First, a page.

It’s been five years since George Ezra was introduced to a wider audience, thorough the BBC Introducing stage at Glastonbury 2013. Since then, his career has developed at a frightening pace, including releasing bona-fide anthem Budapest, having the third best selling album of 2014 in Wanted On Voyage and generally becoming the only real competitor to the omnipotent Ed Sheeran in the ‘nice young man with guitar’ stakes.
It’s a career trajectory which means that the follow up album Staying At Tamara’s seems like rather a big deal. Ezra’s record company has played the long game with the album, releasing the first single Don’t Matter Now almost nine months ago, and saturating the radio airwaves with following track Paradise since January. It’s a method which ensures that Ezra’s unique voice is as familiar to as many people as possible prior to the release of Staying At Tamara’s.
As for those two singles, they give a pretty good idea of what the album sounds like: big, brassy pop anthems with huge, call and response choruses. Paradise in particular is almost insidiously catchy, burying its way into your brain until you’re almost subconsciously singing along with it. Ezra’s voice sounds as good as ever, a deep, rich baritone that makes him sound far older than his 24 years.
He’s at his best on tracks like the opening Pretty Shining People, which almost becomes an anthem for the anxious, with lines like “what a terrible time to be alive, if you’re prone to over thinking”. It’s a song that becomes more poignant and uplifting with each listen, especially given Ezra’s own well-documented struggle with anxiety; this being a topic covered on Get Away, which is dominated by a huge chorus augmented by backing singers.
But after a while it all starts to sound rather similar. When Paradise employs its big call and response trick, it feels fresh and exciting. When it’s seemingly repeated ad nauseum throughout the album, it becomes rather repetitive. There’s also the suspicion that Ezra has started to employ a trick that’s been so successful for Ed Sheeran, and that is to write a song seemingly tailor made for a particular occasion.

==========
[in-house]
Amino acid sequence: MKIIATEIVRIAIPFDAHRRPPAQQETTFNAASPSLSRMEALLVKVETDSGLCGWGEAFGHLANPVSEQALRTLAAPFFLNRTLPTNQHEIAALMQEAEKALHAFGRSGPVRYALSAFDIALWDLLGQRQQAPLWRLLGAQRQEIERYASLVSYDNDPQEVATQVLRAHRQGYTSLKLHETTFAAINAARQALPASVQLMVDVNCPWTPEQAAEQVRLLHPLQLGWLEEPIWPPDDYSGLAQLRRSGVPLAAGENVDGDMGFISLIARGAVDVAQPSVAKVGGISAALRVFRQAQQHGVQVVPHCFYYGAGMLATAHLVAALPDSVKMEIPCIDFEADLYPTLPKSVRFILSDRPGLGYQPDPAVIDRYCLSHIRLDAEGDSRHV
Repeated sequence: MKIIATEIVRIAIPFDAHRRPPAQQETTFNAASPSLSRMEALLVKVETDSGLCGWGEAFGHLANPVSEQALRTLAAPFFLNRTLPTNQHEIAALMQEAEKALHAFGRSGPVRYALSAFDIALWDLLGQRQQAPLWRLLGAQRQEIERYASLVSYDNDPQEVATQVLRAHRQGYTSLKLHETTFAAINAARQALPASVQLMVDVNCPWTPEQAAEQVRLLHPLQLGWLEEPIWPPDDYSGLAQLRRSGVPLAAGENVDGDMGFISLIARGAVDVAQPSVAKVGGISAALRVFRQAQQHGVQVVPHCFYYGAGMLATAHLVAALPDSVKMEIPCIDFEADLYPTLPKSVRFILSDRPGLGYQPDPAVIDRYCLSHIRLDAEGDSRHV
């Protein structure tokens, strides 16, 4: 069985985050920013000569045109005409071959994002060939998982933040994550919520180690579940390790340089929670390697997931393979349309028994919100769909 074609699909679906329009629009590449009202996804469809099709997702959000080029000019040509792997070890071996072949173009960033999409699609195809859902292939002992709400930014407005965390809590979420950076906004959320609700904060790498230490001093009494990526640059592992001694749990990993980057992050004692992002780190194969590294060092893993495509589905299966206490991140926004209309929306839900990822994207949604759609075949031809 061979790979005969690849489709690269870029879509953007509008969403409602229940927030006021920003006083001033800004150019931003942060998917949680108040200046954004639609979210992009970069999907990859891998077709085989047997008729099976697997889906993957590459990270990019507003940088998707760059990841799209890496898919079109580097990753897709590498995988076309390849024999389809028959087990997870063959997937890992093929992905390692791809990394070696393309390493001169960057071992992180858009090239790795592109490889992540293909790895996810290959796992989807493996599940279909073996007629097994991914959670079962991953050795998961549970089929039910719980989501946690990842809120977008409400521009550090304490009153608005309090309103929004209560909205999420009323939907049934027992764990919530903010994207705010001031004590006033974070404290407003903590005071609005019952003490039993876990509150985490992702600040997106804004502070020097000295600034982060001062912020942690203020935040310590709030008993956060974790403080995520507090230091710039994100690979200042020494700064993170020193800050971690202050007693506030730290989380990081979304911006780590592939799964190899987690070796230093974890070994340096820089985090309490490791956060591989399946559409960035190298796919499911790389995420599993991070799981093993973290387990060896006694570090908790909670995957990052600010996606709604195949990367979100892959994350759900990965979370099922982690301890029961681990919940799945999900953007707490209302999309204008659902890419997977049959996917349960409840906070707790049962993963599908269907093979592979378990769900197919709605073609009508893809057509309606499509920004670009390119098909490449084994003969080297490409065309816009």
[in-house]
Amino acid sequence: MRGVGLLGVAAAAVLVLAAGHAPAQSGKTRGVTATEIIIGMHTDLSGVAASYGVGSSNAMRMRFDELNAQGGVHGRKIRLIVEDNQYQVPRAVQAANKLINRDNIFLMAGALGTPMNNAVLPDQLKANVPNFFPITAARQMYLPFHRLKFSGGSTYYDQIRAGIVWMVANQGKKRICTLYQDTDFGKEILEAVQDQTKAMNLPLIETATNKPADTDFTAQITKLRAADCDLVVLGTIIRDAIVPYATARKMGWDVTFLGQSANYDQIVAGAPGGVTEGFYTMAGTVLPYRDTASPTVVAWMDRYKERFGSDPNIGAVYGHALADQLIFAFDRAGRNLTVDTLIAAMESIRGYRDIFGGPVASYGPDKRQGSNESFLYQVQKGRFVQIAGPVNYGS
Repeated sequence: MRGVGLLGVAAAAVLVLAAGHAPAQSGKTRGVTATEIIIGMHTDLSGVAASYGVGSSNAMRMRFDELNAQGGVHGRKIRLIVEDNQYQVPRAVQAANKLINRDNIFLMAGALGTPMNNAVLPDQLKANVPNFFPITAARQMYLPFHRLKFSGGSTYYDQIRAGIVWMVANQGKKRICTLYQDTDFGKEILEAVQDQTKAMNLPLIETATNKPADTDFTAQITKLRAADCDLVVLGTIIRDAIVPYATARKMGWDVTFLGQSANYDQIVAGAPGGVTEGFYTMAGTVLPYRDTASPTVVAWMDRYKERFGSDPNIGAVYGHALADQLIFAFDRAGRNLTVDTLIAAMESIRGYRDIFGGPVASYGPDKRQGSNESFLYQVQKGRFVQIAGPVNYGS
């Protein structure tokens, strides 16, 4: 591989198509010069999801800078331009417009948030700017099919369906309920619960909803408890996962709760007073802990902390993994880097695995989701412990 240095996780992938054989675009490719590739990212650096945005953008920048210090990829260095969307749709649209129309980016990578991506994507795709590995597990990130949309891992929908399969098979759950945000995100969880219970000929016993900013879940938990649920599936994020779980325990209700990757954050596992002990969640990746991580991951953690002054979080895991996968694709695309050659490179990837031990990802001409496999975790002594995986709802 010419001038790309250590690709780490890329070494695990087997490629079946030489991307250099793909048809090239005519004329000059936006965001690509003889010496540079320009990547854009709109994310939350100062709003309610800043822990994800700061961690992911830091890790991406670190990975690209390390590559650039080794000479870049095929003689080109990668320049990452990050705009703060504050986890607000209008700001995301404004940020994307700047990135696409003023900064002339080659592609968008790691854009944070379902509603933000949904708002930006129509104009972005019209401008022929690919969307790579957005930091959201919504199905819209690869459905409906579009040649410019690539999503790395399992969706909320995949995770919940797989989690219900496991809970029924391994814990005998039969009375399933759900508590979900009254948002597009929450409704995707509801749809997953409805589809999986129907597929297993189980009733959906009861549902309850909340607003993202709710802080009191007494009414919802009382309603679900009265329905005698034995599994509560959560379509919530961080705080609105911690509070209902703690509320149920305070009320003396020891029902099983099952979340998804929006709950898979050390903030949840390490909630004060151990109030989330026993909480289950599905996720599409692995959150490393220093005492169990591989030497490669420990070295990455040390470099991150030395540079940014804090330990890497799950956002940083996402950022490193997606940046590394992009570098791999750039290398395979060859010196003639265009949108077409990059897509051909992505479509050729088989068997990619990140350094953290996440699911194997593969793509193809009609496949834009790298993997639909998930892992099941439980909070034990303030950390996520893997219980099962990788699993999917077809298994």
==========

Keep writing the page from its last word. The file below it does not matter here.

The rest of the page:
For example, Sheeran has been quite open about the fact that Galway Girl was written explicitly for Irish pubs to play on St Patrick’s Day and that Supermarket Flowers makes a decent record to play at funerals. Although there’s nothing quite as breathtakingly cynical as that on Staying For Tamara’s, there is Shotgun, seemingly written as a soundtrack to sunny road trips around Europe with friends, while Hold My Girl may as well be subtitled “this would make a cracking first dance at a wedding, just in case you were looking for something like that”.
Which is fine, and if Ezra is half as successful as Sheeran, then it’ll be seen as job done. Yet it would be nice to hear more of Ezra’s personality in these songs – where Wanted On Voyage was a good sketch of a promising young songwriter at the start of his career, too much of Staying At Tamara’s sees Ezra sound a bit anonymous and characterless: songs like Saviour and Sugarcoat could have been recorded by anyone from the seemingly endless ranks of young male troubadours out there.
But Ezra has built an audience, and Staying At Tamara’s will no doubt be a huge hit. Although it will sound perfect in the arenas of the land this summer, for those of us who were blown away by early tracks like Budapest and Cassy O, there’s a lot on this follow-up that plays a bit too safe.